it more or less explicitly says that a SELECT does not need a
transaction. So it should be documented that a SELECT is also an
implicit transaction or that a SELECT statement is promoted to a READ
transaction when a concurrent INSERT statement happens.

mit freundlichen Grüßen,
Kira Backes
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Re: [EXTERNAL] SQLITE_BUSY (SQLITE_BUSY_SNAPSHOT) due to a simple SELECT query -- Documentation needed!

Kira Backes
In reply to this post by Hick Gunter
> Your first thread is creating an implicit transaction on connection FIRST by reading from table FIRST.

But what you're saying is different to the documentation:

https://www.sqlite.org/lang_transaction.html

> Any command that changes the database (basically, any SQL command other than SELECT) will automatically start a transaction if one is not already in effect

I don't understand why you are so defensive against improving the documentation?

mit freundlichen Grüßen,
Kira Backes
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Re: [EXTERNAL] SQLITE_BUSY (SQLITE_BUSY_SNAPSHOT) due to a simple SELECT query -- Documentation needed!

Kira Backes
In reply to this post by Hick Gunter
PS:

> Another example: X starts a read transaction using BEGIN and SELECT, then Y makes a changes to the database using UPDATE.


Same goes for this example! We did not start a read transaction with
BEGIN. This part says that you need to start a read transaction with
BEGIN, which we did not do, and the other part says that SELECTs do
*NOT* start an automatic transaction.

So is this maybe even a bug in sqlite? Or the documentation is incorrect?

kind regards,
Kira Backes
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Re: SQLITE_BUSY (SQLITE_BUSY_SNAPSHOT) due to a simple SELECT query -- Documentation needed!

Rowan Worth-2
In reply to this post by Kira Backes
On Mon, 12 Aug 2019 at 16:55, Kira Backes <[hidden email]> wrote:

> > When you do not use explicit transactions, SQLite will automatically
> create implicit transactions.
>
> But the documentation only says that an implicit transaction is
> created for data-changing queries like INSERT:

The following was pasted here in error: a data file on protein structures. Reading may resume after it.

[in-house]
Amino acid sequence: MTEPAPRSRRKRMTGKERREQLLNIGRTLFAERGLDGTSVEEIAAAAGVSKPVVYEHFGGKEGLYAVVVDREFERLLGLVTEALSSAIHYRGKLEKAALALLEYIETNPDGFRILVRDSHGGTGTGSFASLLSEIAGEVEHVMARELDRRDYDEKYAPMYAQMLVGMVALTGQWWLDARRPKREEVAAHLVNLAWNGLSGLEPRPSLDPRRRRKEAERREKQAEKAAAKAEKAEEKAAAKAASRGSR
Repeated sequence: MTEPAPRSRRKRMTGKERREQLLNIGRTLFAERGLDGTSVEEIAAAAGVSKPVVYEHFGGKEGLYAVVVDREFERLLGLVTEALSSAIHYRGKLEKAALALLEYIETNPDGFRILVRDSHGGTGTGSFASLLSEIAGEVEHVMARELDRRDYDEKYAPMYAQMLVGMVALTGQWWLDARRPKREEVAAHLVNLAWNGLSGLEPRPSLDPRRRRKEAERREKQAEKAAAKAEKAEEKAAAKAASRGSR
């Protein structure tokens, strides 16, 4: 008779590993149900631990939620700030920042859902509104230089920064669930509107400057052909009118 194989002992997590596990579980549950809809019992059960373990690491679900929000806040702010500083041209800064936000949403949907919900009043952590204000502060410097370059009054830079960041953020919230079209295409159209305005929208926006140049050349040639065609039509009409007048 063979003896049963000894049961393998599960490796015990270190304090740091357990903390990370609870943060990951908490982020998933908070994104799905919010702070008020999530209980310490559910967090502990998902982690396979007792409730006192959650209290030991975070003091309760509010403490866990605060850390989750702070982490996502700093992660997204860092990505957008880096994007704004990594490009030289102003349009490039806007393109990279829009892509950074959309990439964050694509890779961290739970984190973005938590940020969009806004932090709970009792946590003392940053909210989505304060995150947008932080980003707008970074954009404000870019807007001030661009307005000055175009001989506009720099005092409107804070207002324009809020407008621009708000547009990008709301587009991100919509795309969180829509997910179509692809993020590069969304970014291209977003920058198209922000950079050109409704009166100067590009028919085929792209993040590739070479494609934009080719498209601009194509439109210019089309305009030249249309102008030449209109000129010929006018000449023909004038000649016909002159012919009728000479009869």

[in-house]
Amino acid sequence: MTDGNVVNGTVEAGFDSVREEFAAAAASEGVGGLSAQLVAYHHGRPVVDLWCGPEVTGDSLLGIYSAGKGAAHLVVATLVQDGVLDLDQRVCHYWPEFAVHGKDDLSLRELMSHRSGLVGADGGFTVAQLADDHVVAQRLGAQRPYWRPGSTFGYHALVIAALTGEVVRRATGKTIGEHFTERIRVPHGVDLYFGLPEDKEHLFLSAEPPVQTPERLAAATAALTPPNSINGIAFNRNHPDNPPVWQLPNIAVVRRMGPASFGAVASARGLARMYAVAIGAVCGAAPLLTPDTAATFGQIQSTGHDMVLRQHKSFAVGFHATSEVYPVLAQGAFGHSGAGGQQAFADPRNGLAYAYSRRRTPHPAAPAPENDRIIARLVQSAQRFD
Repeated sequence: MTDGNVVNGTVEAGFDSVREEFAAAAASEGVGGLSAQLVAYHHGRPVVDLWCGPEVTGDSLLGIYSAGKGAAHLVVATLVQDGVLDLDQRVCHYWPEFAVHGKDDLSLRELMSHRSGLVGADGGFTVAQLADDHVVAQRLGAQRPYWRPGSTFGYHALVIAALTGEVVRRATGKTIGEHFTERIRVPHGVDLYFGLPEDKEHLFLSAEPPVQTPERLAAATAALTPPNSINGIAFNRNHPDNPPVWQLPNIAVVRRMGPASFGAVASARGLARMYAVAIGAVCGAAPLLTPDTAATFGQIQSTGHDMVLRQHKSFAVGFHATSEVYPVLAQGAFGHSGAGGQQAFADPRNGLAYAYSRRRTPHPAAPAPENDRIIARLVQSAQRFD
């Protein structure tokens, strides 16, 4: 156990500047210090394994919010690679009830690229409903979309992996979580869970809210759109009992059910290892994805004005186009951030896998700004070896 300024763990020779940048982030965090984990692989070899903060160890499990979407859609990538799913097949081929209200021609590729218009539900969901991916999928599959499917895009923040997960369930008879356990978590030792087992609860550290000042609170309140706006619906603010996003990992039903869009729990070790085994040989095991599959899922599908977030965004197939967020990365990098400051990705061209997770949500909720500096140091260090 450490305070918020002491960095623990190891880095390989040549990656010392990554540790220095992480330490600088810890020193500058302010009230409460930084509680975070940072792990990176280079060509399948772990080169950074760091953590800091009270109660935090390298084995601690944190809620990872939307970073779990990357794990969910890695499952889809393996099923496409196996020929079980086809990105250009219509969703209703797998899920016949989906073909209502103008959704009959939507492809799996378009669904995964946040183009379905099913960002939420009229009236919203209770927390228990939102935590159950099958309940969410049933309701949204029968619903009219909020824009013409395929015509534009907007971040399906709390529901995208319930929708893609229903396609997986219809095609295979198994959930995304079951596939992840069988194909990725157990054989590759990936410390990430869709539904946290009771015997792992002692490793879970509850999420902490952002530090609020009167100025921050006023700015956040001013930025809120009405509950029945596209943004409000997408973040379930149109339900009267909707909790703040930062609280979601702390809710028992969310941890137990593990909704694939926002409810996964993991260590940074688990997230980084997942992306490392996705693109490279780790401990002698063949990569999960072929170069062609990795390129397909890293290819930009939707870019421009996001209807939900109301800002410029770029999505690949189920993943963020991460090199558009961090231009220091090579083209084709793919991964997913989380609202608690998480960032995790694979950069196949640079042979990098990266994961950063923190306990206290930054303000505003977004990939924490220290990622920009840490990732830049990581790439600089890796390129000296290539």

>
> https://www.sqlite.org/lang_transaction.html
>
> > Any command that changes the database (basically, any SQL command other
> than SELECT) will automatically start a transaction if one is not already
> in effect
>

Yeah I see what you mean... That sentence should not be taken in isolation,
but I agree it's misleading! It's clarified a few paragraphs down (after
noting that a "deferred" transaction is the default mode of operation):

Thus with a deferred transaction, the BEGIN statement itself does nothing
> to the filesystem. Locks are not acquired until the first read or write
> operation. The first read operation against a database creates a SHARED
> <https://www.sqlite.org/lockingv3.html#shared_lock> lock and the first
> write operation creates a RESERVED
> <https://www.sqlite.org/lockingv3.html#reserved_lock> lock.
>


I think the initial statement should read:

"Any command that changes or reads the database will automatically start a
transaction if one is not already in effect"

Because the actual SQL command is irrelevant -- you can still run
INSERT/CREATE or other queries which represent write operations on a
database which is EXCLUSIVELY locked by another process, as long as the
query only involves temporary tables (which is kind of a cop-out because
such queries don't have to touch the database, but it just further
highlights the fact that DB access/modification is the crucial component
and not the SQL command).

Btw your original comment said "as far as I can tell this is not documented
anywhere," but the behaviour is unsurprising after understanding sqlite's
locking model, which is documented here:

https://www.sqlite.org/lockingv3.html

-Rowan
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Re: SQLITE_BUSY (SQLITE_BUSY_SNAPSHOT) due to a simple SELECT query -- Documentation needed!

Kira Backes
Thank you Rowan,

in the context of *locks* it is kinda documented, but not in the
context of transactions :(

Just have a look at the error description:

https://www.sqlite.org/rescode.html#busy_snapshot

> The SQLITE_BUSY_SNAPSHOT error code is an extended error code for SQLITE_BUSY that occurs on WAL mode databases when a database connection tries to promote a read transaction into a write transaction but finds that another database connection has already written to the database and thus invalidated prior reads.